YAMAZAKI, Wataru | Center for Southeast Asian Studies Kyoto University


Research Departments・Position
Environmental Coexistence
Food hygiene, zoonotic disease, animal infectious disease
Research Interests / Keywords
・Development of new detection techniques for pathogens, and dissemination domestically and overseas
・International networking in the field of food hygiene and infectious disease control


Global spread of various pathogens associated with globalization

The progress of globalization has advantages such as promotion of political integration and improvement of productivity by international division of economic activity. There are also negative aspects such as global environmental issues, terrorism and the spread of infectious diseases and food-borne pathogens worldwide. As one example, with the increase in transboundary migration of humans, animals and goods (including food) in the world, the global spread of animal infectious diseases is increasing (transboundary animal infectious disease, TAD). When TADs such as African swine fever (ASF) and foot-and-mouth disease occur in an eradicated country, its economic loss is huge. It is speculated that ASF has invaded Georgia from Eastern Africa in 2007, due to illegal dumping of food waste left by cargo ships. After that, the spread of ASF continued in Russia and Eastern Europe, and then, ASF invaded China, North Korea and Southeast Asia from 2018, and it has become a pandemic now. As ASF invades China, which accounts for half of the world’s pig breeding population, there is a concern that it will have a serious socioeconomic impact on the world’s pig farming industry. The global economic loss caused by the ASF pandemic, which has been in existence for over 10 years, is estimated to be more than $ 150 billion (about 16 trillion yen) (Estimated damage amount only for Africa, Eastern Europe and Russia). Contributions to early detection and early containment of TADs are required at the global level.

New technology development and international networking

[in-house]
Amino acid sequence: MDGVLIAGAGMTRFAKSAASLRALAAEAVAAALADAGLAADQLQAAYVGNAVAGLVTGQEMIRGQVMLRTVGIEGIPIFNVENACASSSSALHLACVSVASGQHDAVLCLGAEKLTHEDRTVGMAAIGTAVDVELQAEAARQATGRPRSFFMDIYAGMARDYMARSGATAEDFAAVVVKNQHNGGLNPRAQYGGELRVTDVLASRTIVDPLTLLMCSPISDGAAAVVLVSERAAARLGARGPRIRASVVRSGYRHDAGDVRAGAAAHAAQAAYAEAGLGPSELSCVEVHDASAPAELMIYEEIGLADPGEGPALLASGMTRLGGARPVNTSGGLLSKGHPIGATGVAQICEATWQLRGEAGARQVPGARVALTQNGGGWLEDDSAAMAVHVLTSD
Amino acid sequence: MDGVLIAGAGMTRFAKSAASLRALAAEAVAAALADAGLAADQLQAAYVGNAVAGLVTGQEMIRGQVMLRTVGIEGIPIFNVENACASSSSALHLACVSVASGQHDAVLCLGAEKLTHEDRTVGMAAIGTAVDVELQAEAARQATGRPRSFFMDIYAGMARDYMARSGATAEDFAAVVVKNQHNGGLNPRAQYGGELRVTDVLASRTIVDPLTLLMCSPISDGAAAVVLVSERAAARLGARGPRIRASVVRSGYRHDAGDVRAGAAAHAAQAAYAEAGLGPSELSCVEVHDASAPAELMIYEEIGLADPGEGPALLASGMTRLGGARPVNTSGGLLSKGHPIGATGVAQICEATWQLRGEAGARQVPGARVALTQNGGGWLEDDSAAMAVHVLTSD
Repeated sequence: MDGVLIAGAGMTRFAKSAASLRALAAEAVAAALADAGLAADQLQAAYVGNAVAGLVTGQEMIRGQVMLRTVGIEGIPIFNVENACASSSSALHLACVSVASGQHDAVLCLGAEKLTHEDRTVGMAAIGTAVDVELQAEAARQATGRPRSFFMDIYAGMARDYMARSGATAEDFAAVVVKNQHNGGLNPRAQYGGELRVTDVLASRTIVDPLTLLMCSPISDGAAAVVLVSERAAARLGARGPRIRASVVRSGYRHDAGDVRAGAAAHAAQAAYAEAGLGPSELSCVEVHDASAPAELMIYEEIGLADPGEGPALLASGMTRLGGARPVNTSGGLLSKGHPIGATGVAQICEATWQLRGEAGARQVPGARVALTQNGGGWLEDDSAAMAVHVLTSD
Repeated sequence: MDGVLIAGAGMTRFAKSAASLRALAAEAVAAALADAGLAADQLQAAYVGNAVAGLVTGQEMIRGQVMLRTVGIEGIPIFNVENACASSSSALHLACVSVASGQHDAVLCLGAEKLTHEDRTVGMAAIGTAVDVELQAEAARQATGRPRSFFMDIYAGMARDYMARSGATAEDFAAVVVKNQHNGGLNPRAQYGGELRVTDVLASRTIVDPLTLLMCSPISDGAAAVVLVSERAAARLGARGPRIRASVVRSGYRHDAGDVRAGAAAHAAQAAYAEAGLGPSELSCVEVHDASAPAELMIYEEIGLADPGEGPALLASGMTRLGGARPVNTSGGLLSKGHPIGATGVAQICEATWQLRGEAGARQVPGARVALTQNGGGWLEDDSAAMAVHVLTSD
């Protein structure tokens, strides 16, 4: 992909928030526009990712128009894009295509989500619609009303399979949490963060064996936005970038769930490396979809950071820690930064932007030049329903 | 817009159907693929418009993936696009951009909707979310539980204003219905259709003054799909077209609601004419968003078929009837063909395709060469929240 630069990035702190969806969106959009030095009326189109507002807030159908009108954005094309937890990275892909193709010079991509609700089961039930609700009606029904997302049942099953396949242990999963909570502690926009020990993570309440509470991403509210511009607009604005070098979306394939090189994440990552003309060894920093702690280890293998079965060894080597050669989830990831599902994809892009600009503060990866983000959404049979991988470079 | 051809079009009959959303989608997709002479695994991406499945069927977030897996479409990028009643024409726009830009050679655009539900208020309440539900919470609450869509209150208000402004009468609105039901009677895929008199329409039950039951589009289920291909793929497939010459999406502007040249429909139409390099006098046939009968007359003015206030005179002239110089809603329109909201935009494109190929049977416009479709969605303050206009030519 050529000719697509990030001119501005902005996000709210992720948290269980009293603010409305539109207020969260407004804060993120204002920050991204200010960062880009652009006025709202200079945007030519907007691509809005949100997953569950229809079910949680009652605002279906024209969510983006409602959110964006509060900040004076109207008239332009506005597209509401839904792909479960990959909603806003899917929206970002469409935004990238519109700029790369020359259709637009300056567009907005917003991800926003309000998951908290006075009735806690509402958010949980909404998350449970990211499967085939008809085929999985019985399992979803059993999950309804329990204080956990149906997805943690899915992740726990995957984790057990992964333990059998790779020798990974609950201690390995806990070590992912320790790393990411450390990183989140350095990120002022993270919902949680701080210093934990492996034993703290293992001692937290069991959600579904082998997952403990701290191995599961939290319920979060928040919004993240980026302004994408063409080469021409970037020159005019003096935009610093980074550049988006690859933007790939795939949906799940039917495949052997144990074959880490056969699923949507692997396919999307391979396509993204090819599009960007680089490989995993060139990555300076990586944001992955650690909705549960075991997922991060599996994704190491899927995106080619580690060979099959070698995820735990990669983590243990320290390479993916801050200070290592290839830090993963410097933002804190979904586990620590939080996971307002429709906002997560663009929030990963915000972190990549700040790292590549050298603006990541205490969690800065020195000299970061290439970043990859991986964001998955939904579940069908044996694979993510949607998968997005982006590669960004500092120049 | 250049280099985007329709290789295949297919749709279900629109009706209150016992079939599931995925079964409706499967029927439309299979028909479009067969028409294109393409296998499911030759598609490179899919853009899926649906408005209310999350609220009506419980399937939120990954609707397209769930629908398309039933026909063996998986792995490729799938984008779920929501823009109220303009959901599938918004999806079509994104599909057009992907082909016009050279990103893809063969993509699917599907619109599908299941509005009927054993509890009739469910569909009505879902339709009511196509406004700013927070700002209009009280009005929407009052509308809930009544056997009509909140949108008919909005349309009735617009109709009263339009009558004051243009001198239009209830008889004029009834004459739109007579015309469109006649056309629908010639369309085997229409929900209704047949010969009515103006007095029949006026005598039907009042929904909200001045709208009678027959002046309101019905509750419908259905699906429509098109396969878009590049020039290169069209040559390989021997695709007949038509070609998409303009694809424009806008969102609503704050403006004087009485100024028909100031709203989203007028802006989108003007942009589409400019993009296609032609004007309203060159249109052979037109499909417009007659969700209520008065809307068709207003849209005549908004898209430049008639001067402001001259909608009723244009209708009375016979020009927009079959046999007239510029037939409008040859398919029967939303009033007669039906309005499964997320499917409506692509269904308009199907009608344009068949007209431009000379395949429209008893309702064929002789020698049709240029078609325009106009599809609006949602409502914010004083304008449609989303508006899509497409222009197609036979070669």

If you experience fieldwork and technical support in various parts of the world, thanks to the constant efforts of our predecessors, we can feel that the local researchers have an image of a sophisticated science and technology holding country with respect to the current Japan. Since they have a sense of trust and affirmation on our developed technology, we can proceed international collaboration smoothly. On the other hand, Japan has once suffered from epidemic of waterborne and zoonotic diseases such as cholera and rabies that are still important issues in many areas of the world. Although such these epidemic are one of the inevitable problems as a negative aspect of globalization, the development and spread of new technologies and international networking have been the keys to solve these tasks in the past and today. By developing new versatile and reliable testing methods that meet international standards and contributing the spread of the method both domestically and overseas, rational administrative policies aimed at controlling various infectious diseases and ensuring food safety can be strengthened. By conducting such transdisciplinary collaboration with overseas researchers, we can achieve a catch-up style social development based on the introduction of advanced technologies from overseas, which is also a journey that Japan has continued since the Meiji era. We would like to contribute to the solution of tasks in the fields of food hygiene and infectious disease control all over the world.